Four shootings struck France since the first one occurred in November. The latest shooting took place last week when a gunman shot dead a woman in a Paris suburb, using a weapon employed in three other killings in the same area within the last five months.
A public prosecutor said there were obvious similarities in the way the latest three killings were carried out in February, March and April, but no clear link to the first killing.
Around 100 investigators were working on the case and police were examining several leads.
Processions, Services are Held to Mark Good Friday
Processions and services were held in many parts of the world to mark the holy celebrations of Easter weekend.
Catholic worshippers sang hymns and listened to a New York-area bishop across New York's Brooklyn Bridge on Good Friday.
In Washington, more than a thousand people packed the Cathedral of Saint Matthew the Apostle to hear Cardinal Donald Wuerl, the Archbishop of Washington, say the Good Friday liturgy.
"... people begin to realize that there's so much more to life, the whole spiritual dimension. And that's what we're addressing in this whole effort called 'the New Evangelization' to remind people they have a home. They have a spiritual home."
Meanwhile, thousands of Catholic Christians held candlelit vigils on Holy Saturday in Jerusalem for the Easter "Holy Fire" ceremony.
In Cuba, Good Friday has been made as an official holiday for the first time in half-a-century, even though less than 10 percent of islanders are practicing Catholics.
Whether or not the move will be permanent has not yet been decided.
Good Friday is the day Christians commemorate the death of Christ, but it is not a holiday in the United States, most of Europe or even Mexico, the most Catholic of the world's Spanish-speaking countries.
New Nissan Model to Replace Yellow Cab in New York City
New York City is to replace its iconic Yellow cabs made by Ford with a new and brighter Nissan minivan starting from October next year, according to an announcement.
The new taxi is on display at the New York Auto Show.
Peter Bedrosian, Senior Manager, Product Planning, Nissan North America, believes it an ideal one for both the passengers and drivers.
"There are a lot of elements that make it an ideal cab for New Yorkers. We designed the product from the inside out. It's about the experience inside not only for the passengers but also for the drivers."
The new design includes more leg-room, headliners that neutralize odor, and USB ports to charge smart phone.
In addition, its sunroof promises a whole new angle of this vertical city and its familiar skyscrapers.
It also adopts the so-called "low annoyance" horns.
The successor's price tag is about $30,000 U.S. dollars, and wheelchair accessibility will cost another 6000 dollars.
In 2007, New York Mayor Michael Bloomberg announced plans to transform the city's ubiquitous yellow cab fleet from the old school Ford Crown Victoria??s to all hybrids.
China Daily: Positive Regional Signals Promote China-ASEAN Ties
The 20th summit of the Association of Southeast Asian Nations, or ASEAN, recently held in Cambodia ended with four outcome documents to guide the regional bloc in its task of community building, financial stability, better connectivity and closer cooperation.
An editorial in the China Daily newspaper says the summit sent positive signals for advancing regional integration and common development, and that it is good to see members of the regional organization rallying around the ambitious target of realizing the ASEAN community by 2015.
The article points out that, as developing countries, ASEAN members face both opportunities and challenges on their road to development, and they would better achieve their goals in economic and social growth by showing stronger solidarity.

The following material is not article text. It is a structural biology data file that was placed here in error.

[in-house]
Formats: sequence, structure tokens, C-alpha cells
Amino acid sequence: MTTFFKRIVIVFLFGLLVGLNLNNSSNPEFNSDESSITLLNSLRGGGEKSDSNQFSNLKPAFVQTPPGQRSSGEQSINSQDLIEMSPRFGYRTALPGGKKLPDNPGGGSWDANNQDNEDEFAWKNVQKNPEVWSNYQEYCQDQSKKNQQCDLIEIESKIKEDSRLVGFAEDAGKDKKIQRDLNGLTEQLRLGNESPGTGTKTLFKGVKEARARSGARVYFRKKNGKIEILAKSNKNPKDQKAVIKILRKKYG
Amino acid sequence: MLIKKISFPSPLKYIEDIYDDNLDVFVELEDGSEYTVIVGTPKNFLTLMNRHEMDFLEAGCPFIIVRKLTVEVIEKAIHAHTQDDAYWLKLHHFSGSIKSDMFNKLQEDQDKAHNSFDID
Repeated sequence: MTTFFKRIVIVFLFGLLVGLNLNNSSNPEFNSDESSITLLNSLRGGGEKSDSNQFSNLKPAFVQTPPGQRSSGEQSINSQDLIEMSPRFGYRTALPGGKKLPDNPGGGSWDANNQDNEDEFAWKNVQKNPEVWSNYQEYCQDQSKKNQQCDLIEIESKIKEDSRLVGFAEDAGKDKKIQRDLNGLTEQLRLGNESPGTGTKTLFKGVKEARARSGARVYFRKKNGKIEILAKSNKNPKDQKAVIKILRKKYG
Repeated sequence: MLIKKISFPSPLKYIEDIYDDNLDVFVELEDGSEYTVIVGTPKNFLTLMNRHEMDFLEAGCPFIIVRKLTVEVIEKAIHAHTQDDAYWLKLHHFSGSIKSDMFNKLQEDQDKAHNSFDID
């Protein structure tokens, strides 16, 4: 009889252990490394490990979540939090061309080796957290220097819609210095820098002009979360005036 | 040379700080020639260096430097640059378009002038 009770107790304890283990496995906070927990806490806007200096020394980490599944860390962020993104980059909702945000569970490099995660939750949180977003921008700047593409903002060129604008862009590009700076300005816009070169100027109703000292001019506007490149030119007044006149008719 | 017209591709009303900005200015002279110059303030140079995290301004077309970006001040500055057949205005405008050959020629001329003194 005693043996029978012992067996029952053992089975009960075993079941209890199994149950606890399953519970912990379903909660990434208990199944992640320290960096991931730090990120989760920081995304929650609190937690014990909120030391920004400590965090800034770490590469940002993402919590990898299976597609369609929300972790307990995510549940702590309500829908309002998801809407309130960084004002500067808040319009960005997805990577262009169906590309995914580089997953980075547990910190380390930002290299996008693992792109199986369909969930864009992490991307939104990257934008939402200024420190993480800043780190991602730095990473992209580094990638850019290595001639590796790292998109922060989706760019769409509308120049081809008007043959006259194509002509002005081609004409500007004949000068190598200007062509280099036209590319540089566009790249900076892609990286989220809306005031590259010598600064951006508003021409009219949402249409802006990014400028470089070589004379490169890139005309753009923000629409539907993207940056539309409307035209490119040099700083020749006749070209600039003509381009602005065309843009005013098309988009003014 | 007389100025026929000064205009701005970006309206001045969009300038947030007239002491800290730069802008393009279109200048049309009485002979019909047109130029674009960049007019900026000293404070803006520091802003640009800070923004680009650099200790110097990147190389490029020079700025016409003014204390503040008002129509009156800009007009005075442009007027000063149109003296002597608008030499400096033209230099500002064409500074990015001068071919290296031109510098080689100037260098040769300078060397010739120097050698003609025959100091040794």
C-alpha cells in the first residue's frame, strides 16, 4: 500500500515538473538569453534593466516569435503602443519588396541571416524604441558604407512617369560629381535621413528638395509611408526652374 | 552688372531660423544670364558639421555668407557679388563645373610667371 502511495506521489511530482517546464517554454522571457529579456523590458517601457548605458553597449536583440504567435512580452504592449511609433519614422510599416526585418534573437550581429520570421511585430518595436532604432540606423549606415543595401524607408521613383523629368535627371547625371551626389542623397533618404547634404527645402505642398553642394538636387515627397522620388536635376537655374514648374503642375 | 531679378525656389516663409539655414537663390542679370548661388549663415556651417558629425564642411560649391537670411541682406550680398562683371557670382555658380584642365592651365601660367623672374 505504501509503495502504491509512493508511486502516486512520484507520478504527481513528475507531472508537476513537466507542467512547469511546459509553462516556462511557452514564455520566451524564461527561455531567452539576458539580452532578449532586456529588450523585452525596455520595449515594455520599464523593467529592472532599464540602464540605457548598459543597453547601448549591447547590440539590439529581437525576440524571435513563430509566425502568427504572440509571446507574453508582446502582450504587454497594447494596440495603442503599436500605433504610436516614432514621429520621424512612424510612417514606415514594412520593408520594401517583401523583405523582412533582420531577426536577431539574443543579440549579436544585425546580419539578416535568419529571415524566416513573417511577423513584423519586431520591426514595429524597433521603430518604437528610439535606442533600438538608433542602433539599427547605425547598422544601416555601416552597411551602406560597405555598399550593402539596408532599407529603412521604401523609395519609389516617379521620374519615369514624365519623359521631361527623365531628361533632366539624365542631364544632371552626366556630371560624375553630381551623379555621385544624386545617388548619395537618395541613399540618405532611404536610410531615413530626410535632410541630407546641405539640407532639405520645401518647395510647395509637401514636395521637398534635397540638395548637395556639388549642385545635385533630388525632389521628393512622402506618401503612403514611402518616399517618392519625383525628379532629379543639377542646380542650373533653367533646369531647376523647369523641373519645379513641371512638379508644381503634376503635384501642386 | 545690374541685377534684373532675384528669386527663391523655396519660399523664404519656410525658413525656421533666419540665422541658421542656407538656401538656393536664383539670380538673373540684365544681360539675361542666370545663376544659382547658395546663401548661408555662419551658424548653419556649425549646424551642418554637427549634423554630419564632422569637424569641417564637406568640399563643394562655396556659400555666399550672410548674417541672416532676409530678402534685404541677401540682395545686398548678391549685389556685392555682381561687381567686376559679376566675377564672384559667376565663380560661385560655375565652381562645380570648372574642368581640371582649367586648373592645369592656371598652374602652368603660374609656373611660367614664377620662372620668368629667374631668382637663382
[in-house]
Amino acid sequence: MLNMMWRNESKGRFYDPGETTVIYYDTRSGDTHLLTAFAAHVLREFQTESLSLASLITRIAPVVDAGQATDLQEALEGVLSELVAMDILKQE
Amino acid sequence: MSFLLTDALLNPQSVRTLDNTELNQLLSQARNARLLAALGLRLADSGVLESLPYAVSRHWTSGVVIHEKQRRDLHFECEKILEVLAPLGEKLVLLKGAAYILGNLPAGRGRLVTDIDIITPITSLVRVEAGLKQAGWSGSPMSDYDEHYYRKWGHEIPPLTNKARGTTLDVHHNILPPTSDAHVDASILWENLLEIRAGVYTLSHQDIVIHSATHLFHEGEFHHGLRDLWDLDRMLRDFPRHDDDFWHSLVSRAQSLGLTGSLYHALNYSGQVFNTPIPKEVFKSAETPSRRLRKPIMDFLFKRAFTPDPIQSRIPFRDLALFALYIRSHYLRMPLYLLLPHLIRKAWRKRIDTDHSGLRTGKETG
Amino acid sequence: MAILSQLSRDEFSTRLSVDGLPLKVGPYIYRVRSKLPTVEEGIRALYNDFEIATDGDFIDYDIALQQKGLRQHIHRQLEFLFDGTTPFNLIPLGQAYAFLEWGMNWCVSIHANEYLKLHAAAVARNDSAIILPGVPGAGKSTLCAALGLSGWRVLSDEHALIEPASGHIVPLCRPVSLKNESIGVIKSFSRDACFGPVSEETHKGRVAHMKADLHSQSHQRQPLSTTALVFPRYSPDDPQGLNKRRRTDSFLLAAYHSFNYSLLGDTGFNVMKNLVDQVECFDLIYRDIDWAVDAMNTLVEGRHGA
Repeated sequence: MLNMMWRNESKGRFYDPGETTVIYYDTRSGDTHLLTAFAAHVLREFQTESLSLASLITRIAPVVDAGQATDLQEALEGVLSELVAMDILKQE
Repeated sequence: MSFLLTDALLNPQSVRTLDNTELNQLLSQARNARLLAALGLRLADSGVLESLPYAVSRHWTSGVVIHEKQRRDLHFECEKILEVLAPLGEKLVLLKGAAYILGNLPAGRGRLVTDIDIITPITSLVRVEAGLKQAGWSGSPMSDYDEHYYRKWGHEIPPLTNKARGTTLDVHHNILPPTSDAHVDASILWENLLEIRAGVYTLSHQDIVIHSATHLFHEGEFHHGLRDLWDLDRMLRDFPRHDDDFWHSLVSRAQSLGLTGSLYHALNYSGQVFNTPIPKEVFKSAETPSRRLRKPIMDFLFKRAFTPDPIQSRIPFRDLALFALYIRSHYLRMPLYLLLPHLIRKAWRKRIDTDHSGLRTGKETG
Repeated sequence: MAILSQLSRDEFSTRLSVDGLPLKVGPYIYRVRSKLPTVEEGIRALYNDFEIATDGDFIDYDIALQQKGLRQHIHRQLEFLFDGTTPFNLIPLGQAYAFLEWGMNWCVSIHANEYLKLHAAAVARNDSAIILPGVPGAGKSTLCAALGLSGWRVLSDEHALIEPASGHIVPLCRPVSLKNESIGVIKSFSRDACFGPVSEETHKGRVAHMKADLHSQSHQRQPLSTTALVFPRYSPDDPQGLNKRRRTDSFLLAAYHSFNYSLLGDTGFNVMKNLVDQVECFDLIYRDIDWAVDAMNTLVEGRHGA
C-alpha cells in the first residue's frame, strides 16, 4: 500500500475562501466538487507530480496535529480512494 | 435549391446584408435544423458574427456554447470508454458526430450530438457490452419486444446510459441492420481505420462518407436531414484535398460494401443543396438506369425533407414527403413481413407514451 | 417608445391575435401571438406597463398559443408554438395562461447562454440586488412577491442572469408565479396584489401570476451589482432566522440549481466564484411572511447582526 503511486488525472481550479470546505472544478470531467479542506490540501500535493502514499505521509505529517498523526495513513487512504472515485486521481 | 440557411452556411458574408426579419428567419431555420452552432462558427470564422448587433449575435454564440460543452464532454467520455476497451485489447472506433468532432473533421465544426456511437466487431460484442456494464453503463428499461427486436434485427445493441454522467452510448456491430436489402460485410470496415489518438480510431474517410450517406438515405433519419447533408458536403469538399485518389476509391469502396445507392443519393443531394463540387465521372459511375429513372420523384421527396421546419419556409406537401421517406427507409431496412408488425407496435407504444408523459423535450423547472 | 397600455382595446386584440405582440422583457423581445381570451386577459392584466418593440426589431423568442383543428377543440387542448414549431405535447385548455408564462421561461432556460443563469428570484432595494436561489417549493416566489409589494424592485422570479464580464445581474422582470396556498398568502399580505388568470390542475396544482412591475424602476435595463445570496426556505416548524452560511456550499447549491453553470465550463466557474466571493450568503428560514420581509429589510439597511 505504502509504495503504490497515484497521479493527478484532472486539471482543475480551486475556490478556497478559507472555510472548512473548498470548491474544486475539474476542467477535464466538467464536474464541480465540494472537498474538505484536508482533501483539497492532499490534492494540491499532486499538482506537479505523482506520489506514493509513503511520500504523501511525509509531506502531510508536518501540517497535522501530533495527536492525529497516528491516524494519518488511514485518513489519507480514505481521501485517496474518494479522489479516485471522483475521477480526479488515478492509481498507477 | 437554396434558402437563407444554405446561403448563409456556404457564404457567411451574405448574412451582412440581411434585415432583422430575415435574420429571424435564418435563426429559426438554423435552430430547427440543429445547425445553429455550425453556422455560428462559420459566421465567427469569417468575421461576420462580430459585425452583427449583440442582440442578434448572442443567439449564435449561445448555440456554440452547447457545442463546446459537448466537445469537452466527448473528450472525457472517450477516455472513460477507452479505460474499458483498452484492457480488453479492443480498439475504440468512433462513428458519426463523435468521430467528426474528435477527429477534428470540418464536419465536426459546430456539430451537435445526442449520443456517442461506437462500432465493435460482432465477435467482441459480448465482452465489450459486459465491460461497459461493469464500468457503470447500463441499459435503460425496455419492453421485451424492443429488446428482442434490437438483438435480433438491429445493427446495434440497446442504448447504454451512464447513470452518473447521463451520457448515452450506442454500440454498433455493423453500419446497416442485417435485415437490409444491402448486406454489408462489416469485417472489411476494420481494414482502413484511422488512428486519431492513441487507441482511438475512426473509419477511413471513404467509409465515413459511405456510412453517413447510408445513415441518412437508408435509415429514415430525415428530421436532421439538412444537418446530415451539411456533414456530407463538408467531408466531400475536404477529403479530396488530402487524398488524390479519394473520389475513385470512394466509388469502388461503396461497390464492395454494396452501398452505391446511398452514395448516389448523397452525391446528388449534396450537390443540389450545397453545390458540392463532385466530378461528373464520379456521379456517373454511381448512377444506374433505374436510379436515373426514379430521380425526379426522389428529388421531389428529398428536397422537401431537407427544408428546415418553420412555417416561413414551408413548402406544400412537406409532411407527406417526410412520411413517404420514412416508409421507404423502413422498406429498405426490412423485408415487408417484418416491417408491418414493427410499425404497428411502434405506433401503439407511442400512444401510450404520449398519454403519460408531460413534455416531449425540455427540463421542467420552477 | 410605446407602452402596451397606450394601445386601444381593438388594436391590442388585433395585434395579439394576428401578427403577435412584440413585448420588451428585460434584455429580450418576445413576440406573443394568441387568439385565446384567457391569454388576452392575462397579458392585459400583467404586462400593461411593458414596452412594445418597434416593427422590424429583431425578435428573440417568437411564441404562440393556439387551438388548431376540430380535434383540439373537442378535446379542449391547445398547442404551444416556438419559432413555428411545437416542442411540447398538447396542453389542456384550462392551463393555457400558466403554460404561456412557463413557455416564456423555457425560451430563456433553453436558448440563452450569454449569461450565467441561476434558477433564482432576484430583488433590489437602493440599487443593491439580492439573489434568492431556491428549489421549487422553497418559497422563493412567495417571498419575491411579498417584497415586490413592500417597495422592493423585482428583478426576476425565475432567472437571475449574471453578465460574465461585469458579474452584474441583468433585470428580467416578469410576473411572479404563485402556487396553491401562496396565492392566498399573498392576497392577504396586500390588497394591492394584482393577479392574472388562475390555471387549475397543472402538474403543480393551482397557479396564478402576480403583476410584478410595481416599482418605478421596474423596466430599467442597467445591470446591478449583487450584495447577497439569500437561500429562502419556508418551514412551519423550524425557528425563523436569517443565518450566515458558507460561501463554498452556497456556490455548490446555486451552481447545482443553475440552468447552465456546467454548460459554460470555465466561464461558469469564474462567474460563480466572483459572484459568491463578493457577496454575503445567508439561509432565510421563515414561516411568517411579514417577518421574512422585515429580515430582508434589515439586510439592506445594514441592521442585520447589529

The editorial suggests that Southeast Asia play a bigger role on the world stage by speaking with one voice and that they should strive to have more influence in order to better safeguard the interests of its members and contribute more to world peace and development.
It says China is willing to see the bloc play a greater role in regional affairs. For years, expanding cooperation and seeking mutual benefits have been the trend for Sino-ASEAN relations.
The editorial adds that China is committed to building mutual trust and deepening cooperation with the ASEAN in a full range of areas and that both sides should remain vigilant against any dissonance that might harm their efforts to sustain healthy growth in bilateral relations.
It suggests that the disputes between the ASEAN and China over maritime territory should be solved bilaterally and through peaceful consultations.
The priority now, according to the China Daily editorial, is to build trust among the concerned parties, push forward the process in a constructive manner, launch reciprocal cooperation and cultivate a proper environment for solving the issue.
People's Daily: Asia-Pacific Countries should Promote Free Trade in a Pragmatic Manner
Bilateral or multilateral free trade agreements have sprung up in the Asia-Pacific following economies in the region fast becoming the most dynamic in the world. The most popular one is the Trans-Pacific Partnership, TPP.
A commentary from the People's Daily says while free trade areas can bring different countries' comparative advantages into play and promote competition, trade and economic integration in the Asia-Pacific region should be promoted in a pragmatic and realistic manner, given the different development levels, goals, and cultural backgrounds of these countries.
The article states that sincerity is essential for the smooth development of FTAs. It criticizes the United States for showing little sincerity in the TPP negotiations by completely revising the bloc's rules for its own benefit, implementing economic unilateralism, and deliberately alienating China, even though certain TPP member states want China to join the group.
Furthermore, the article says Asia-Pacific countries should learn from the European Union's mistake in understanding the regional political environment. The European Union approved the accession of unqualified Greece in the early 1980s, which ensured the bloc's security in southern Europe but planted a seed for the ongoing European sovereign debt crisis.
The People's Daily commentary concludes by warning that it would be a different story if certain countries use the TPP talks as a tool to elevate their status and seek benefits from different parties.